YA More than a book review | Bully for Them | by Fiona Scott-Norman


Bully for ThemBULLY FOR THEM
(Outstanding Australians on Hard Lessons Learned at School)

by Fiona Scott-Norman

One of the most difficult things about being bullied is the feeling that nobody else knows what it’s like. Twenty-two of Australia’s most talented and successful people know exactly what it’s like. In candid and entertaining interviews, leading lights from across Australian life recount how they were bullied and shunned at school just for being different. Not only did they survive the ordeal but their experiences helped shape them into the remarkable individuals they are today.

Contributors include: Missy Higgins (musician), Hazem El Masri (NRL), Christos Tsiolkas (writer), Tiffiny Hall (TV), Alice Pung (writer), Sam Bramham (paralympian), Stella Young (disability advocate), Eddie Perfect (actor), Megan Washington (musician), Brendan Cowell (actor), Marieke Hardy (writer), Adam Goodes (AFL), Adam Boland (TV), Bindi Cole (artist), Charlie Pickering (TV), Kate Miller-Heidke (musician), Tim Ferguson (comedian), Penny Wong (politician), Benjamin Law (writer), Judith Lucy (comedian), Paul Capsis (musician), and Wendy Harmer (TV). – Goodreads 


My Review

Bully for Them is a book filled with heartfelt words from a wide variety of famous Australians. Each of them recounts their experiences at school, many of them experiencing the brunt of bullying. Personally, I have no time or tolerance for bullies. This is a direct result of my own experiences. Even to this day, when I encounter people whose manner or actions remind me of certain people from my school days, I can’t help but judge them – the wall goes up. I know it’s not fair, but my gut instincts are more often right than wrong. They need to prove themselves to me, to earn my respect and trust.

The experiences that are discussed by the contributors in the book are often very frank, and sometimes quite confronting. I mention this as I wouldn’t recommend this as a read for kids. It’s better suited to adults to see how school time experiences can shape an individual. This knowledge may help parents to spot troubled times for their kids along the way, so they can offer some help, and be there for them.

As a parent, one of the things that I fear most is that my kids would become victims of bullying. I dare say that I’ve brought them up to respect others and I’m extremely confident that they would never participate in bullying others.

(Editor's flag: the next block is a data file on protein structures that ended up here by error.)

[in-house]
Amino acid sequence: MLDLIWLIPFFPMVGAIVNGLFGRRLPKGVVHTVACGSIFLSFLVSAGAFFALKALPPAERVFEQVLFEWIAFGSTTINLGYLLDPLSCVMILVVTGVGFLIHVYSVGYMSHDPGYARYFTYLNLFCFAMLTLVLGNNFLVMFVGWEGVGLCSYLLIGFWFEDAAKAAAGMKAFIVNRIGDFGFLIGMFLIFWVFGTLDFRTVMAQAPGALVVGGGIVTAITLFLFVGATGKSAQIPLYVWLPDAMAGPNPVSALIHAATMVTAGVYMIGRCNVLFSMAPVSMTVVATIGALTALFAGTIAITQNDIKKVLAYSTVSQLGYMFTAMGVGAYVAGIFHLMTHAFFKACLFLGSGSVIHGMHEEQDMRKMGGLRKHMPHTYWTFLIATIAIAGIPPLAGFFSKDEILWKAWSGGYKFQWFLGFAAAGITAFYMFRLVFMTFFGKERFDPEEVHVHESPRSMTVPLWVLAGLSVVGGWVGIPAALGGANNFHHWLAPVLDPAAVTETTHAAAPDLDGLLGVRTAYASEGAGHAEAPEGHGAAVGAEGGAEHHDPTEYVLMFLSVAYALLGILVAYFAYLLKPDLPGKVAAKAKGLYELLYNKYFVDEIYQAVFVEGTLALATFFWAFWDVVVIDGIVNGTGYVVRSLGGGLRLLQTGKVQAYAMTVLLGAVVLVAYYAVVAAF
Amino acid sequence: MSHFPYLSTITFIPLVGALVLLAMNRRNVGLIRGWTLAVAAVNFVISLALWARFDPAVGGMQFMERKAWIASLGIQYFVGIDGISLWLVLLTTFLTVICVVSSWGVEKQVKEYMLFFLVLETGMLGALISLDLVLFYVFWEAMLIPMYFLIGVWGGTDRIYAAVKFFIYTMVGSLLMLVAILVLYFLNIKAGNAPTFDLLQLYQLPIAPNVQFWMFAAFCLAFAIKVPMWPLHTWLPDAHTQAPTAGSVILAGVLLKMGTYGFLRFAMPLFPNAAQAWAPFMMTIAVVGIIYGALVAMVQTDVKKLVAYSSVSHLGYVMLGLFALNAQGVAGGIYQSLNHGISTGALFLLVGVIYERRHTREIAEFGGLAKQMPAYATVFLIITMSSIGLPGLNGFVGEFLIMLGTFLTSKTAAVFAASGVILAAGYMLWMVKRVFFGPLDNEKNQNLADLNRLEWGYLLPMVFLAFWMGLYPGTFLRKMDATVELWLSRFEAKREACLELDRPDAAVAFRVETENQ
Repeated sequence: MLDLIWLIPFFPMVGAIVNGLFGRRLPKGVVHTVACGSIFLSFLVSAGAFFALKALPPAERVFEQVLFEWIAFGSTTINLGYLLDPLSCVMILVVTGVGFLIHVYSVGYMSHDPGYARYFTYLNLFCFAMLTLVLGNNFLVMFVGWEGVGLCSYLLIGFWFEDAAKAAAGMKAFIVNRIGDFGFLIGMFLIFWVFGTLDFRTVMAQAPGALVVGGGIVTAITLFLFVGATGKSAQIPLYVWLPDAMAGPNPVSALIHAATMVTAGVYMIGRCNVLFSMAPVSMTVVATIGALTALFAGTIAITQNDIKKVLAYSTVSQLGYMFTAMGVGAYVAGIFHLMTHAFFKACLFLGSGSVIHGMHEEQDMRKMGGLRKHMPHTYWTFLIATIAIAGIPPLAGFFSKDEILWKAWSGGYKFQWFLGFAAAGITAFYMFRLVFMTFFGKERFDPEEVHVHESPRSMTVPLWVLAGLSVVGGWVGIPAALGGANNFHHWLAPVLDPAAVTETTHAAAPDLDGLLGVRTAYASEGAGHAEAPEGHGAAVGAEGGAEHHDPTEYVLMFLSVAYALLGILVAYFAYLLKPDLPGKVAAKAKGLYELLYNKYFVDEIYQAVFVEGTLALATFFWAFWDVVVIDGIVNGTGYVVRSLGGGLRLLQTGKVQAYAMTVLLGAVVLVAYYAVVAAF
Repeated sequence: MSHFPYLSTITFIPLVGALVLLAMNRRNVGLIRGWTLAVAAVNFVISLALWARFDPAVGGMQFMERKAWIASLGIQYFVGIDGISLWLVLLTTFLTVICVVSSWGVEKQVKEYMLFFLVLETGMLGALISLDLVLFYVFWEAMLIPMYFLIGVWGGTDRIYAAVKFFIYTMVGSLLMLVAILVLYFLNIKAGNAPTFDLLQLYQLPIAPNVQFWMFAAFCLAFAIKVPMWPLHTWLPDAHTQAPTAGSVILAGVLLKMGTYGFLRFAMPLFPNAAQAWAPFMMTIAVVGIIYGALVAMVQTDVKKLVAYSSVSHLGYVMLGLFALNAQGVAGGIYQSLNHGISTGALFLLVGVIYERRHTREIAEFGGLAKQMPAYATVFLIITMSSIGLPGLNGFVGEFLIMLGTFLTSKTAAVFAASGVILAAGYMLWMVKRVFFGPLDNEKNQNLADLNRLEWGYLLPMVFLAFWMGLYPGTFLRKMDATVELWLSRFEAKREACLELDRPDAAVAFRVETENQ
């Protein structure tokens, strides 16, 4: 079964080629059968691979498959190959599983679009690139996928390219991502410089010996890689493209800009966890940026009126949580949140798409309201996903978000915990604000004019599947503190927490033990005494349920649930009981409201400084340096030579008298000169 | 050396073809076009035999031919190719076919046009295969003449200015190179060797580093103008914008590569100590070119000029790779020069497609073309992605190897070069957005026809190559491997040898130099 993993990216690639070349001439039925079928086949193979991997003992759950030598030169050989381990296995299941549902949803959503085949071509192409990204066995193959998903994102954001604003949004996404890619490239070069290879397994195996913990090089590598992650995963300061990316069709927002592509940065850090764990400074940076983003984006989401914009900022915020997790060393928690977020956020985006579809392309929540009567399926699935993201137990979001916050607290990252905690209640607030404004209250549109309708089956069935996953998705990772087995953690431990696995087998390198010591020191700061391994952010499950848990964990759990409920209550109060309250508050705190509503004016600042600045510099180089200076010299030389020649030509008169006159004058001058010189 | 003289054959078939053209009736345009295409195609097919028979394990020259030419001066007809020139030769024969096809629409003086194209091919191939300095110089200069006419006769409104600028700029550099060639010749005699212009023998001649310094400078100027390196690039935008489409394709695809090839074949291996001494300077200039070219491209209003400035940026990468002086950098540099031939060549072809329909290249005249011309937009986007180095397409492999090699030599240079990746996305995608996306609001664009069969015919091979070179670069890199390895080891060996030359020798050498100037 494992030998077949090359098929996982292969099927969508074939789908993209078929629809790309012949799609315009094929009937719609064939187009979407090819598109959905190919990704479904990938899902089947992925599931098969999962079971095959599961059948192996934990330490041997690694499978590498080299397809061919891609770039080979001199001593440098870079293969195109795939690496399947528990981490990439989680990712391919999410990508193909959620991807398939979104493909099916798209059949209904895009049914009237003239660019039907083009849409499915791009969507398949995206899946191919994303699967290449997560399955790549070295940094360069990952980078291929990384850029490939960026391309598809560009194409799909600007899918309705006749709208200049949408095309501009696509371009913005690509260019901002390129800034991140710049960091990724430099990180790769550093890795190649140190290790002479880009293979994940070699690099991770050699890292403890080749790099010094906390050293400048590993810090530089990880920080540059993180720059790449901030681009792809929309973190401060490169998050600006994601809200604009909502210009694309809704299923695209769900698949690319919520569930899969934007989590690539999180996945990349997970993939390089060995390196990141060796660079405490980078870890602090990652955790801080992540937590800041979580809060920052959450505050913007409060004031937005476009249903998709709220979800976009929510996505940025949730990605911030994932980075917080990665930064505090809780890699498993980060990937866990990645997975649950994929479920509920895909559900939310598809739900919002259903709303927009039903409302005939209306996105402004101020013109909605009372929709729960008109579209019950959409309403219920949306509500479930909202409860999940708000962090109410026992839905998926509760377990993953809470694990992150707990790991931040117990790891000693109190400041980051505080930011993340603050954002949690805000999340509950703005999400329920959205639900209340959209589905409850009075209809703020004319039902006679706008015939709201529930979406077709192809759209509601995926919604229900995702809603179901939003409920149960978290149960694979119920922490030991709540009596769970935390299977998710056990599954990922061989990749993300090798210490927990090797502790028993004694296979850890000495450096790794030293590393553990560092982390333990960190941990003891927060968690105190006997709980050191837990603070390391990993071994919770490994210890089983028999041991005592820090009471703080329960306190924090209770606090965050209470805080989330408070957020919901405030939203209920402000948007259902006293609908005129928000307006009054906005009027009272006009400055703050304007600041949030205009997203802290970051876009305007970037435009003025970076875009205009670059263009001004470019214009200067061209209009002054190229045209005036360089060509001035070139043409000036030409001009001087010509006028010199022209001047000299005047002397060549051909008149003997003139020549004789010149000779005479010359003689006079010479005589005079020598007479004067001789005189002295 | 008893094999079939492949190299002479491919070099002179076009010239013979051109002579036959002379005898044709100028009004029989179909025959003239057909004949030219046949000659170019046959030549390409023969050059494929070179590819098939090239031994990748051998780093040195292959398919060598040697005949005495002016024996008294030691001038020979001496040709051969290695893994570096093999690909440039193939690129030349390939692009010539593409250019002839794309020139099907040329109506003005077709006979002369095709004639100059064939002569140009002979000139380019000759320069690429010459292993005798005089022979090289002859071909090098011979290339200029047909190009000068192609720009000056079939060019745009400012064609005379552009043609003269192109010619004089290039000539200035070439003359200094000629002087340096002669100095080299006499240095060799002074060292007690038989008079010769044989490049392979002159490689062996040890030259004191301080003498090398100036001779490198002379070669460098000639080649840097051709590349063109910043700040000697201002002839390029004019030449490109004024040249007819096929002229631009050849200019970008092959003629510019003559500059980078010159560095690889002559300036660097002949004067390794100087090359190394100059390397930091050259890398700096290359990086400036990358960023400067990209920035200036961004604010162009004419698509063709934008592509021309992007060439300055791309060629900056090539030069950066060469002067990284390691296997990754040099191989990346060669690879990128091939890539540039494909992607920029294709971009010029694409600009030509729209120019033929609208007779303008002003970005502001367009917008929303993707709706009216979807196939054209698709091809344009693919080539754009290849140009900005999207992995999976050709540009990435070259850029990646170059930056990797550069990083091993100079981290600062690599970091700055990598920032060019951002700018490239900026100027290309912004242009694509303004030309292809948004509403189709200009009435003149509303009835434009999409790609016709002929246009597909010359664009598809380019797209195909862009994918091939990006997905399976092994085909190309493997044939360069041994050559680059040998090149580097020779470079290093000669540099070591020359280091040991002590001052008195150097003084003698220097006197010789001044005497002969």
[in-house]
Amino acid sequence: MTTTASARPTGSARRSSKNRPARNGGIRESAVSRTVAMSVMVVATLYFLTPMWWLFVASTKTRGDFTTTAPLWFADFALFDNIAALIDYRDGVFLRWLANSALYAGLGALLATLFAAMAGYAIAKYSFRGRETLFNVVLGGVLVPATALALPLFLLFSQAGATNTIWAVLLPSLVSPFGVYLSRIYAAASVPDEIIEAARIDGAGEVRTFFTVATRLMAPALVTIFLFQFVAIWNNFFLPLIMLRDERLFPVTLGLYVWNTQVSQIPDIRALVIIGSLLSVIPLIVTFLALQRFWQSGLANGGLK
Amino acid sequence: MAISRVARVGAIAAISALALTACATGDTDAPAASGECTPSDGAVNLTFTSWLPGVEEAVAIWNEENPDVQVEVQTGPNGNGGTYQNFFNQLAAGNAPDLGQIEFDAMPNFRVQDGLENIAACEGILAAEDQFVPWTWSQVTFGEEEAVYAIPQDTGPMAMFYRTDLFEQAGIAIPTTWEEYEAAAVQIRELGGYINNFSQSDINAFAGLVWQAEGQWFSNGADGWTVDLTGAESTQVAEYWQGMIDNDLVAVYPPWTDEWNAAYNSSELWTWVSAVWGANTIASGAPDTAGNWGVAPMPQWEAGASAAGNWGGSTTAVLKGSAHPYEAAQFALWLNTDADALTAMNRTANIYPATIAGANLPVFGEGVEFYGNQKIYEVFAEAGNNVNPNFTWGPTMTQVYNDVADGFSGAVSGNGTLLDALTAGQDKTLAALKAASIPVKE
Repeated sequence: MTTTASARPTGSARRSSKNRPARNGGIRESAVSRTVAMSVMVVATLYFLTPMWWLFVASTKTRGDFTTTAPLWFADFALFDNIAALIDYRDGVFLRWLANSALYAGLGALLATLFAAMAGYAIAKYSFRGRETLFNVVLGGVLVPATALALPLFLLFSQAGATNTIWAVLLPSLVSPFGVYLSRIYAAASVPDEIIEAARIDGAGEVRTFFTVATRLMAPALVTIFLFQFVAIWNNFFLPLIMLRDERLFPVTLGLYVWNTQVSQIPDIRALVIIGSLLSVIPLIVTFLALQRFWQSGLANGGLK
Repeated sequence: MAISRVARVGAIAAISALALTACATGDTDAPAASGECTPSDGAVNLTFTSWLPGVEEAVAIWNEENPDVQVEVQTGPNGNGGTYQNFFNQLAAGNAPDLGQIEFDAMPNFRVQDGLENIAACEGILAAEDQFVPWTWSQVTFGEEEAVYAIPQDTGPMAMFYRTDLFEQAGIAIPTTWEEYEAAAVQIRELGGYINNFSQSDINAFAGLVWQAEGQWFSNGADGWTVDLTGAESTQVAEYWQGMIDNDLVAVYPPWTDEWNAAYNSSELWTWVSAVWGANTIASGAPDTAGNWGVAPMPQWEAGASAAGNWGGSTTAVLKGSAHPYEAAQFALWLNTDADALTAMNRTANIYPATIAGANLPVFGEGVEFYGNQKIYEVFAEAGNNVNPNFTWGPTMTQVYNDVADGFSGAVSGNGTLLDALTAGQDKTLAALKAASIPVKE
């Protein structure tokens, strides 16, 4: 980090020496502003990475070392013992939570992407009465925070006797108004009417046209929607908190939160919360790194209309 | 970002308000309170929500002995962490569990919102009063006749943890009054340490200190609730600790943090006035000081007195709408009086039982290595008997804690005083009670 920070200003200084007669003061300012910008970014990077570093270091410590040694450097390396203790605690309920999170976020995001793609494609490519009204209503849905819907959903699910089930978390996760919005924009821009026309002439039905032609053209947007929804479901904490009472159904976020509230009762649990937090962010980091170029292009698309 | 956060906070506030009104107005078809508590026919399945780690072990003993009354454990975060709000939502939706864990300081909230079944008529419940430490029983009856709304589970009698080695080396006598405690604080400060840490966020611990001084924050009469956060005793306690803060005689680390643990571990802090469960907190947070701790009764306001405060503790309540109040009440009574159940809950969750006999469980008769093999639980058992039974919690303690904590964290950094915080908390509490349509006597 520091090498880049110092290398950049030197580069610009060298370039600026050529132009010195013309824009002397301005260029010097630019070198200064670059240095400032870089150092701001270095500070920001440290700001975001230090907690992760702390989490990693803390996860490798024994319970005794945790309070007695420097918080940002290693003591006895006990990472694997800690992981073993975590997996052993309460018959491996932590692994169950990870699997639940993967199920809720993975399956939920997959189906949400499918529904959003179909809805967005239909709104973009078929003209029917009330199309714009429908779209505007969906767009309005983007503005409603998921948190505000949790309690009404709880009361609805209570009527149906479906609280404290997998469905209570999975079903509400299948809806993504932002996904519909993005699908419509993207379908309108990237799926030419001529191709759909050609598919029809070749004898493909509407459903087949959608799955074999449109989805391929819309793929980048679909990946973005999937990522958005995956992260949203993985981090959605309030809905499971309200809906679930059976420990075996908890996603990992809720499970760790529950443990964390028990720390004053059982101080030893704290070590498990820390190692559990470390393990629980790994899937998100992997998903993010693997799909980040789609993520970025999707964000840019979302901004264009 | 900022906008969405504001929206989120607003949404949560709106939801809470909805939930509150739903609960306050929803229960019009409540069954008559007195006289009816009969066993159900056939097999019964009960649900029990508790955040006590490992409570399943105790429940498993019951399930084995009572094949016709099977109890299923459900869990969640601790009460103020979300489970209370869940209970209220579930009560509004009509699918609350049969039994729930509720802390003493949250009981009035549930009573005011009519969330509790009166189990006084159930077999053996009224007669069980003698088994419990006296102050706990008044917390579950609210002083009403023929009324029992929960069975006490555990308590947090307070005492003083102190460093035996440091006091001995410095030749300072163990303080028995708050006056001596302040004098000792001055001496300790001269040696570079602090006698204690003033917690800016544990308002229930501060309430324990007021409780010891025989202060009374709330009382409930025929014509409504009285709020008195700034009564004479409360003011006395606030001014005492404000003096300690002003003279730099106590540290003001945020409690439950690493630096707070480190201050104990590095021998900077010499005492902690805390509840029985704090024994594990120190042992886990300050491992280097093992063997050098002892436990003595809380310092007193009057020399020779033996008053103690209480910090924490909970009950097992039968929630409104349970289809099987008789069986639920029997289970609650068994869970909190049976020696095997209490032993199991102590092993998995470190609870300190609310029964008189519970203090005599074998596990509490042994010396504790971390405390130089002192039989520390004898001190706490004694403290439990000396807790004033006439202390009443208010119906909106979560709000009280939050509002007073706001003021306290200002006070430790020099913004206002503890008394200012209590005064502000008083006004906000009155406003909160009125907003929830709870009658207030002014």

Regular readers of this blog will know of my 9 year old daughter’s recent battle with cancer. One of the most worrying things for me when she returned to school a couple of months ago was whether her lack of hair and wearing a bandana would attract bullying or teasing.  Interestingly enough, the only confronting comments we’ve encountered (overheard) have been from a small number of teens and adults in public places. It’s extremely hard to ignore, and resist the temptation to set them straight – we don’t want to draw more attention. Thankfully, she has been welcomed back to school with open arms by her friends and teachers, and she has approached it bravely and gracefully, like the true champion she is. We’re so proud of her, and I’m proud of her friends for looking after her as well.

The common thread within the book is that the contributors have all taken strength from their past and turned it into something positive. They’ve grown and blossomed in their chosen field and are even thankful for the tough times, and acknowledged that they were the very things that built their character and made them what they are today.  I know that most readers of this blog are not from Australia, you’re mainly USA, Canada and UK, so you may not have heard of the famous Aussies in this book. The main thing is their stories. It shows that if you are determined enough, you can overcome the bullies and shine in the world.

Two standouts in the book for me were Kate Miller-Heidke (musician) and Tiffiny Hall (TV, author), both famous Australians that I’ve respected and admired for a number of years. As I read their stories I tweeted about it and was uber-thrilled to get the following replies.

Kate Miller-Heidke 1

Tiffiny Hall 1

Tiffiny Hall is a beautiful and passionate person. My kids both think she’s awesome, they’re both definitely fans of the white ninja. She is also an accomplished author and is actively involved in anti-bully initiatives. Kate Miller-Heidke is one of those rare, quirky and immensely talented musicians that come into play from time to time. I’ve been a fan for the long run. One of her songs, Caught in the Crowd, is one of my all time favourites. It’s about bullying. I thought it was the perfect bonus to add to the end of this review.

It’s also interesting to know that if you search Kate Miller-Heidke on YouTube you’ll get a load of videos of this song done by school kids as part of an anti-bullying initiative. It’s worth watching a few.

In a nutshellThis started out as a simple book review, but I think it uncovered how much this book impacted me. I’m so glad to have seen it mentioned on The Project (an Aussie TV show), at which time I immediately went online and bought it. I think this is a wonderful book.


Note: I don’t claim to be a pro-reviewer, I am a reader. My reviews are based on my personal thoughts around the story that the book is trying to tell. I try to focus on the story (which is the reason I read) rather than dissect the book and pass comment on typos, writing style or structure. 


While you’re here, please check out my edge-of-your-seat time-travel adventure series’  by clicking the pic below.4 books

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